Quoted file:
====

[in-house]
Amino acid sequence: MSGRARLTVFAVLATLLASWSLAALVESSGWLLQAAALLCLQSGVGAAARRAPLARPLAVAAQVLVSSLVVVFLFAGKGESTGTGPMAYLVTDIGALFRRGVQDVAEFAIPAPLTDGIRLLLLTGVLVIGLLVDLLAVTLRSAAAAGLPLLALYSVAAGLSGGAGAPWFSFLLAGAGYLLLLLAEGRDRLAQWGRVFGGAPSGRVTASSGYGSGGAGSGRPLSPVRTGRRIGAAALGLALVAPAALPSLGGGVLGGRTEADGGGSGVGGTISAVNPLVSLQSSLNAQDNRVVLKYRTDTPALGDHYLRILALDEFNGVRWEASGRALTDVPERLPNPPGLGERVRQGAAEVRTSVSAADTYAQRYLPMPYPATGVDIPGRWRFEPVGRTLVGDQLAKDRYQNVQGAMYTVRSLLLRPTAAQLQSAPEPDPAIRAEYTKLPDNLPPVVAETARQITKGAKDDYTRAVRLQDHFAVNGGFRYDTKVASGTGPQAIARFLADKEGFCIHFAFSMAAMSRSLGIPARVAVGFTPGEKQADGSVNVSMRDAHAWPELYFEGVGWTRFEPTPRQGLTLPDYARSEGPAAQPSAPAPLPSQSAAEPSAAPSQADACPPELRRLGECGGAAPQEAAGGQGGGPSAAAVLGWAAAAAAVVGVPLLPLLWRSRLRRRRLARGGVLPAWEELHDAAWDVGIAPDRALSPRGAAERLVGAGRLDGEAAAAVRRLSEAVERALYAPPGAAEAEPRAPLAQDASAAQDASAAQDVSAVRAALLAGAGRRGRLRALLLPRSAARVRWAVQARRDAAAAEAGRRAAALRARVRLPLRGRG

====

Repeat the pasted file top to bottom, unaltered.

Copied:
[in-house]
Amino acid sequence: MSGRARLTVFAVLATLLASWSLAALVESSGWLLQAAALLCLQSGVGAAARRAPLARPLAVAAQVLVSSLVVVFLFAGKGESTGTGPMAYLVTDIGALFRRGVQDVAEFAIPAPLTDGIRLLLLTGVLVIGLLVDLLAVTLRSAAAAGLPLLALYSVAAGLSGGAGAPWFSFLLAGAGYLLLLLAEGRDRLAQWGRVFGGAPSGRVTASSGYGSGGAGSGRPLSPVRTGRRIGAAALGLALVAPAALPSLGGGVLGGRTEADGGGSGVGGTISAVNPLVSLQSSLNAQDNRVVLKYRTDTPALGDHYLRILALDEFNGVRWEASGRALTDVPERLPNPPGLGERVRQGAAEVRTSVSAADTYAQRYLPMPYPATGVDIPGRWRFEPVGRTLVGDQLAKDRYQNVQGAMYTVRSLLLRPTAAQLQSAPEPDPAIRAEYTKLPDNLPPVVAETARQITKGAKDDYTRAVRLQDHFAVNGGFRYDTKVASGTGPQAIARFLADKEGFCIHFAFSMAAMSRSLGIPARVAVGFTPGEKQADGSVNVSMRDAHAWPELYFEGVGWTRFEPTPRQGLTLPDYARSEGPAAQPSAPAPLPSQSAAEPSAAPSQADACPPELRRLGECGGAAPQEAAGGQGGGPSAAAVLGWAAAAAAVVGVPLLPLLWRSRLRRRRLARGGVLPAWEELHDAAWDVGIAPDRALSPRGAAERLVGAGRLDGEAAAAVRRLSEAVERALYAPPGAAEAEPRAPLAQDASAAQDASAAQDVSAVRAALLAGAGRRGRLRALLLPRSAARVRWAVQARRDAAAAEAGRRAAALRARVRLPLRGRG